The other day I had a serendipitous morning of finding datura and brugmansia plants at a local nursery and the ladies who work there gave me all the seeds they’d collected after hearing about the pain ointments I make with them. Shortly after, I had another “hmm this can’t be coincidence” encounter. I went to a local farmers’ market to get some of my favourite pig’s lard and lye soap from a local blacksmith and went home with the recipe and a traditional Irish “nine irons” amulet instead. He learned how to make them online, but after bringing them to a farmers’ market last year, a local little old Irish lady made a happy fuss over them and gushed out lore form her childhood. She told him the farmers and farm hands would put the amulet on their belts before going to work the farm or go into the woods and at the end of the day would hang it up by the door or over the bed. It was for luck and protection and was used in folk magic charms of healing, curse breaking, and keeping away evil spirits and fairies. The amulet seemed to have the biggest popularity in the 1800s, but the old woman told him no one was really making them anymore. He sent me home with a homemade pamphlet of its folk uses.
The nine amulets from right to left: Skillet, saw, plow coulter, spade, plowshare, cross, axe, horseshoe nail, and shovel. The skillet was heated to red to ward off enemies, the saw and axe ward off evil spirits, the plow coulter and plowshare were used to soothe children who had trouble sleeping, the shovel and spade were used to find lost or stolen property, the cross to bless holy water and protect from spirits, and a horseshoe nail was worn for good luck.
This is a farmer’s charm, crafted and consecrated by a local blacksmith who is also a farmer, made with re-used iron from antique farm tools. What blew me away even more about its magical potency is how much it resembles early Scandinavian tool amulets from archaeological digs. The one on the left is an 8th century piece found in Hesselbjerg, Denmark and the axe head amulet on the right is from the same time period. I saw many such amulets with different every day tools on them at the touring Vikings exhibit at a museum when it was in Victoria; some for the gods, some just for luck and protection like the nine irons amulet. The possibility of a connection between Ireland and Scandinavia fascinates me as my father’s father is Black Irish and the Lawless name supposedly originated from the southeast coast of Ireland where Vikings raided mercilessly…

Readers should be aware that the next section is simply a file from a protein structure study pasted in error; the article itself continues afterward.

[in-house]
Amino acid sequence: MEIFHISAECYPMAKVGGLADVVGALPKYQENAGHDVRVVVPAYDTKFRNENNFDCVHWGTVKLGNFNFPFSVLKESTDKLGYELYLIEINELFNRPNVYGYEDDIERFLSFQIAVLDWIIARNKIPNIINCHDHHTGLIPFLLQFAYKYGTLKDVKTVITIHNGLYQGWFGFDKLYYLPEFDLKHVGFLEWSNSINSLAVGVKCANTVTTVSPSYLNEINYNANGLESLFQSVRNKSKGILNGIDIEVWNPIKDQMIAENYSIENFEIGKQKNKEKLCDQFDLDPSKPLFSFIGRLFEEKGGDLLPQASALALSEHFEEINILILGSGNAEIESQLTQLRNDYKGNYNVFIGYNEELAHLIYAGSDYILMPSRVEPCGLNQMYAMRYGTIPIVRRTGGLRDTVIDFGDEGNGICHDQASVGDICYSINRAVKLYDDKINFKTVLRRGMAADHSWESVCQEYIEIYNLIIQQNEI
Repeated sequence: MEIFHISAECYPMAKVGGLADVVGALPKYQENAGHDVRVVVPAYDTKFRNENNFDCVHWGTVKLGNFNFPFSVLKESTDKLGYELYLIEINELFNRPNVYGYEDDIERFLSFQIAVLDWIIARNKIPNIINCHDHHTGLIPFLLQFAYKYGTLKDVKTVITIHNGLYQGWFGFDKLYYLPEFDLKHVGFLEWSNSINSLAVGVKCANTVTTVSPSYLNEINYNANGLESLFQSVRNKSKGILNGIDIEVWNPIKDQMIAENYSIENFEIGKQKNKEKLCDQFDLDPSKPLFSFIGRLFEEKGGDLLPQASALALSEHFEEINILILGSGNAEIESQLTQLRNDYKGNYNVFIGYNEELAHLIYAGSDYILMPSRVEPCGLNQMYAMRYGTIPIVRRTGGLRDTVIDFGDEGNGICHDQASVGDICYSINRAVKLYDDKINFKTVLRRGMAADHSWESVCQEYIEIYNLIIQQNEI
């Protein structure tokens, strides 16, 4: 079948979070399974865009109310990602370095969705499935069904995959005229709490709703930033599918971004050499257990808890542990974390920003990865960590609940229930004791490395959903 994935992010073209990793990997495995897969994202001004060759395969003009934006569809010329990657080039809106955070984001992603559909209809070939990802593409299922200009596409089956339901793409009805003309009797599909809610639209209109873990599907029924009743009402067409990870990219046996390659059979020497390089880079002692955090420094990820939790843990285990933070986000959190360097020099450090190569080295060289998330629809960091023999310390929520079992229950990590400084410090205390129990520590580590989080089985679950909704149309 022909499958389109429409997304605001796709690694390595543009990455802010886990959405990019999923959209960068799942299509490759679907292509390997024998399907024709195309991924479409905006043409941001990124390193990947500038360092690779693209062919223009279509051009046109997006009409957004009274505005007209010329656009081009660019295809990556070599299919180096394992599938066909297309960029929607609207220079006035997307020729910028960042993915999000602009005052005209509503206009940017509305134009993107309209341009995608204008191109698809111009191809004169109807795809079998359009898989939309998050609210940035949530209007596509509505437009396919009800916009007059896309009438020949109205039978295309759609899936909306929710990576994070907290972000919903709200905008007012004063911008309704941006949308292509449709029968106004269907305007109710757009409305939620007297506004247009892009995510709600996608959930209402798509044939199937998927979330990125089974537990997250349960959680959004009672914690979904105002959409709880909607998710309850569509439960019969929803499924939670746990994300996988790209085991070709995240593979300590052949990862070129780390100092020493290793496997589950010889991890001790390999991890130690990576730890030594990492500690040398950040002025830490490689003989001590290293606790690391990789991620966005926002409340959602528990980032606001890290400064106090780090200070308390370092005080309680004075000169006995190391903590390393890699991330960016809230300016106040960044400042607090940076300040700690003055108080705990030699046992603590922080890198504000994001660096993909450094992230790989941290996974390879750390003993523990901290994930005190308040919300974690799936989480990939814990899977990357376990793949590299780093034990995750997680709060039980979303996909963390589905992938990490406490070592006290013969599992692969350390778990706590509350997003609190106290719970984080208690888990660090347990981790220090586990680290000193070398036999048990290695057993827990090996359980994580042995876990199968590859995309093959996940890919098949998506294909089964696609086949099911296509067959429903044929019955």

I love seeing folk practices with early modern and ancient roots still in use here in the Ottawa Valley. I told the blacksmith if he were alive a couple centuries ago he’d be as good as the village priest: blessing babies, consecrating tools and amulets, and protecting people from curses and evil fairies. “And don’t forget the old practice of marrying people over the anvil,” he added. I told him my friends found a dried cat purposely sealed into the wall of their home when they were renovating. He told me when he was renovating an old house in the Glebe in Ottawa he pulled up the lintel of the front door, which hadn’t been moved since the house was built, and found a corked witch bottle with hair in it and an old leather shoe. The blacksmith isn’t even Pagan, he is just a local farmer. Magic is bizarrely normal out here and my rural area is full of ghosts, vampires, fairies, witches, folk magic, and epic crossroads superstitions that the Irish, Scottish, Polish, and German settlers brought with them. My curiosity is only just wetted, now to hone the blade with more research on local folk magic and folk belief.